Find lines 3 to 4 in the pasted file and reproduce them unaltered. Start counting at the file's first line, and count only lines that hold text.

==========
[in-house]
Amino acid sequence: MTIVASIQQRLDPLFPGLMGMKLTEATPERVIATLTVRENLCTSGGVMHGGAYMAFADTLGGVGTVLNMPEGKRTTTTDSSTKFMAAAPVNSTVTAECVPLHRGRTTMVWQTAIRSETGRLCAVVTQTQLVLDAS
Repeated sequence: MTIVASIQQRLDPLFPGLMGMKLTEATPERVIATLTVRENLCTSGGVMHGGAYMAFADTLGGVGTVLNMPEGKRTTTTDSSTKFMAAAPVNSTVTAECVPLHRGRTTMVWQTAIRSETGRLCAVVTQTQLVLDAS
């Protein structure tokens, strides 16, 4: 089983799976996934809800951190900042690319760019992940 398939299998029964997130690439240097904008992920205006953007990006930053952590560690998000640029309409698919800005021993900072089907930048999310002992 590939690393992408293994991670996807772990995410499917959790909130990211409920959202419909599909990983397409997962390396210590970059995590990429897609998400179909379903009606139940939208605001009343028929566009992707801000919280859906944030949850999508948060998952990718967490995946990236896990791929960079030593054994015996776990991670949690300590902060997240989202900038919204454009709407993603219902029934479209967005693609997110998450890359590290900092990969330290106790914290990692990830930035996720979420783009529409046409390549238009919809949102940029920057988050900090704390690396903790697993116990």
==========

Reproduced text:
Repeated sequence: MTIVASIQQRLDPLFPGLMGMKLTEATPERVIATLTVRENLCTSGGVMHGGAYMAFADTLGGVGTVLNMPEGKRTTTTDSSTKFMAAAPVNSTVTAECVPLHRGRTTMVWQTAIRSETGRLCAVVTQTQLVLDAS
């Protein structure tokens, strides 16, 4: 089983799976996934809800951190900042690319760019992940 398939299998029964997130690439240097904008992920205006953007990006930053952590560690998000640029309409698919800005021993900072089907930048999310002992 590939690393992408293994991670996807772990995410499917959790909130990211409920959202419909599909990983397409997962390396210590970059995590990429897609998400179909379903009606139940939208605001009343028929566009992707801000919280859906944030949850999508948060998952990718967490995946990236896990791929960079030593054994015996776990991670949690300590902060997240989202900038919204454009709407993603219902029934479209967005693609997110998450890359590290900092990969330290106790914290990692990830930035996720979420783009529409046409390549238009919809949102940029920057988050900090704390690396903790697993116990």